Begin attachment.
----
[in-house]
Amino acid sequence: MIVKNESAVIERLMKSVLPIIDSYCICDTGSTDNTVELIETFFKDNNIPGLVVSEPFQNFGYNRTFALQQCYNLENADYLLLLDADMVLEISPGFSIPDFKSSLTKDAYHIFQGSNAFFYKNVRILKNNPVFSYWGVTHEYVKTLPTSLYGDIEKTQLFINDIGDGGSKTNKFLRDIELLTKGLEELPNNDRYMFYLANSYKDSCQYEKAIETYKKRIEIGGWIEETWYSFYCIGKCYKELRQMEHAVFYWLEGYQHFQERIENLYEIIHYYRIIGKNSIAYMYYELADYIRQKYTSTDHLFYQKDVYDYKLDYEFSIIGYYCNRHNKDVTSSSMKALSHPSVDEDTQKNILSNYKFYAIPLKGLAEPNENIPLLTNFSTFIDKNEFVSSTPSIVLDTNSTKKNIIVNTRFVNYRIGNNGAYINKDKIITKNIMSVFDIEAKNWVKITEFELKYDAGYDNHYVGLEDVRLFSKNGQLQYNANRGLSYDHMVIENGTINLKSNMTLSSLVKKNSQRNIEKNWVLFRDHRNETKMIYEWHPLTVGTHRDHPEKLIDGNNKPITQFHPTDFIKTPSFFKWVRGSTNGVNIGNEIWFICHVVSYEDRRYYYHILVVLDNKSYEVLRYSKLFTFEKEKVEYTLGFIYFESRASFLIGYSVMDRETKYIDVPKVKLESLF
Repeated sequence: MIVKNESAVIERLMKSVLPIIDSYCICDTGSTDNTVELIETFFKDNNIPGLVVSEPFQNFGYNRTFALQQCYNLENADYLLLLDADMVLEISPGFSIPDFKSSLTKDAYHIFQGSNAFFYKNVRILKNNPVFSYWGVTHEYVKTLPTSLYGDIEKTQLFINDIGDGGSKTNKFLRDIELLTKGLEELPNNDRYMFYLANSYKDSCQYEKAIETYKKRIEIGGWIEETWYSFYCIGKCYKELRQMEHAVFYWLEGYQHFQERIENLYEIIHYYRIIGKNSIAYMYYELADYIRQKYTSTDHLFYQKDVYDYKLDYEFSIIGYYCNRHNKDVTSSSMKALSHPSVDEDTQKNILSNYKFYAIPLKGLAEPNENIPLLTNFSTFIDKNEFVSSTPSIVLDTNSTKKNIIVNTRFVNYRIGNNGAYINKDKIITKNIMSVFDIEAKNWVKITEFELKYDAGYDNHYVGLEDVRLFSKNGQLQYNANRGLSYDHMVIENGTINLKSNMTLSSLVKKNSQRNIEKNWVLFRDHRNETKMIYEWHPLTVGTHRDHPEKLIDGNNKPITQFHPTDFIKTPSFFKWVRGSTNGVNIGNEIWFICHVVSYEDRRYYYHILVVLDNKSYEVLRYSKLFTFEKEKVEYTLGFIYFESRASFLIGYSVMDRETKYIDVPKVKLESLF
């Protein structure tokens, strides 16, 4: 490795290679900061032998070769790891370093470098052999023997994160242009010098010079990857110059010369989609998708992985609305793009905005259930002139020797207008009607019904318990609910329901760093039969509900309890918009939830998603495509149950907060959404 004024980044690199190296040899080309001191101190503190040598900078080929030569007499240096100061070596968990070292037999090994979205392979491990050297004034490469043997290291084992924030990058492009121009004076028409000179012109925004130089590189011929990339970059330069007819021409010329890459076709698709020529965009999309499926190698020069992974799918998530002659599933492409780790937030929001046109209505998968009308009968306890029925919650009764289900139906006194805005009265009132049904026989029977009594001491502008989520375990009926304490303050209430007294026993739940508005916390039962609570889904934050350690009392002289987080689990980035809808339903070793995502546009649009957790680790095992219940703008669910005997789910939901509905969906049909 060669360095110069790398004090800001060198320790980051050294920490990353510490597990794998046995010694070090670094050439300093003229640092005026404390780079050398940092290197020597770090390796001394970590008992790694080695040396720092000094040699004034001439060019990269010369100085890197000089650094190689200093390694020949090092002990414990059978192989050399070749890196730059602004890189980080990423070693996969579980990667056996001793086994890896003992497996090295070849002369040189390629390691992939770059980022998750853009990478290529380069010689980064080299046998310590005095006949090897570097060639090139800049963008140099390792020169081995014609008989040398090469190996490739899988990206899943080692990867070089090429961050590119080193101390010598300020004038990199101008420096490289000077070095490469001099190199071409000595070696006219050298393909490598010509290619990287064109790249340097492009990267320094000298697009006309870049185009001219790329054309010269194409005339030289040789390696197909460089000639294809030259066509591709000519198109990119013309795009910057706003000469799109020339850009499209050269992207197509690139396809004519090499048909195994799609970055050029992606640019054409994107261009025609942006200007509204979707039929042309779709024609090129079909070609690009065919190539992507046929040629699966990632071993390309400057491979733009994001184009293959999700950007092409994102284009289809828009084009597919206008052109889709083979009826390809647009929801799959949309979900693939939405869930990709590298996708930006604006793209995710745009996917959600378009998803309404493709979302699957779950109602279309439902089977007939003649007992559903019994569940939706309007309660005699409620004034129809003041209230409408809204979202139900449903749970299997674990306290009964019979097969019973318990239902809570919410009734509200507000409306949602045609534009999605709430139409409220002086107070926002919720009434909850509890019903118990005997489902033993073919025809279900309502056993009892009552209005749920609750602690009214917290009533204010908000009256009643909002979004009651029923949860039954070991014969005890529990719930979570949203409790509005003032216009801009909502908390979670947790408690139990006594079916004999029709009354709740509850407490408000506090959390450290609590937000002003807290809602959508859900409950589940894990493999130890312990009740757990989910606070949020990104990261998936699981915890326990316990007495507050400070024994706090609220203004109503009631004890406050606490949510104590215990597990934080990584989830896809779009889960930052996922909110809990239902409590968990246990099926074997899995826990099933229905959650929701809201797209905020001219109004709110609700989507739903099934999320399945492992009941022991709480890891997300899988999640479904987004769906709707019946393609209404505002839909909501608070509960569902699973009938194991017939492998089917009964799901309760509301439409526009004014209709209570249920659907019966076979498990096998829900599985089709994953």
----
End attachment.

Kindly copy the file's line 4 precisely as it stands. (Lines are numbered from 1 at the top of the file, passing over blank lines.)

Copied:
């Protein structure tokens, strides 16, 4: 490795290679900061032998070769790891370093470098052999023997994160242009010098010079990857110059010369989609998708992985609305793009905005259930002139020797207008009607019904318990609910329901760093039969509900309890918009939830998603495509149950907060959404 004024980044690199190296040899080309001191101190503190040598900078080929030569007499240096100061070596968990070292037999090994979205392979491990050297004034490469043997290291084992924030990058492009121009004076028409000179012109925004130089590189011929990339970059330069007819021409010329890459076709698709020529965009999309499926190698020069992974799918998530002659599933492409780790937030929001046109209505998968009308009968306890029925919650009764289900139906006194805005009265009132049904026989029977009594001491502008989520375990009926304490303050209430007294026993739940508005916390039962609570889904934050350690009392002289987080689990980035809808339903070793995502546009649009957790680790095992219940703008669910005997789910939901509905969906049909 060669360095110069790398004090800001060198320790980051050294920490990353510490597990794998046995010694070090670094050439300093003229640092005026404390780079050398940092290197020597770090390796001394970590008992790694080695040396720092000094040699004034001439060019990269010369100085890197000089650094190689200093390694020949090092002990414990059978192989050399070749890196730059602004890189980080990423070693996969579980990667056996001793086994890896003992497996090295070849002369040189390629390691992939770059980022998750853009990478290529380069010689980064080299046998310590005095006949090897570097060639090139800049963008140099390792020169081995014609008989040398090469190996490739899988990206899943080692990867070089090429961050590119080193101390010598300020004038990199101008420096490289000077070095490469001099190199071409000595070696006219050298393909490598010509290619990287064109790249340097492009990267320094000298697009006309870049185009001219790329054309010269194409005339030289040789390696197909460089000639294809030259066509591709000519198109990119013309795009910057706003000469799109020339850009499209050269992207197509690139396809004519090499048909195994799609970055050029992606640019054409994107261009025609942006200007509204979707039929042309779709024609090129079909070609690009065919190539992507046929040629699966990632071993390309400057491979733009994001184009293959999700950007092409994102284009289809828009084009597919206008052109889709083979009826390809647009929801799959949309979900693939939405869930990709590298996708930006604006793209995710745009996917959600378009998803309404493709979302699957779950109602279309439902089977007939003649007992559903019994569940939706309007309660005699409620004034129809003041209230409408809204979202139900449903749970299997674990306290009964019979097969019973318990239902809570919410009734509200507000409306949602045609534009999605709430139409409220002086107070926002919720009434909850509890019903118990005997489902033993073919025809279900309502056993009892009552209005749920609750602690009214917290009533204010908000009256009643909002979004009651029923949860039954070991014969005890529990719930979570949203409790509005003032216009801009909502908390979670947790408690139990006594079916004999029709009354709740509850407490408000506090959390450290609590937000002003807290809602959508859900409950589940894990493999130890312990009740757990989910606070949020990104990261998936699981915890326990316990007495507050400070024994706090609220203004109503009631004890406050606490949510104590215990597990934080990584989830896809779009889960930052996922909110809990239902409590968990246990099926074997899995826990099933229905959650929701809201797209905020001219109004709110609700989507739903099934999320399945492992009941022991709480890891997300899988999640479904987004769906709707019946393609209404505002839909909501608070509960569902699973009938194991017939492998089917009964799901309760509301439409526009004014209709209570249920659907019966076979498990096998829900599985089709994953």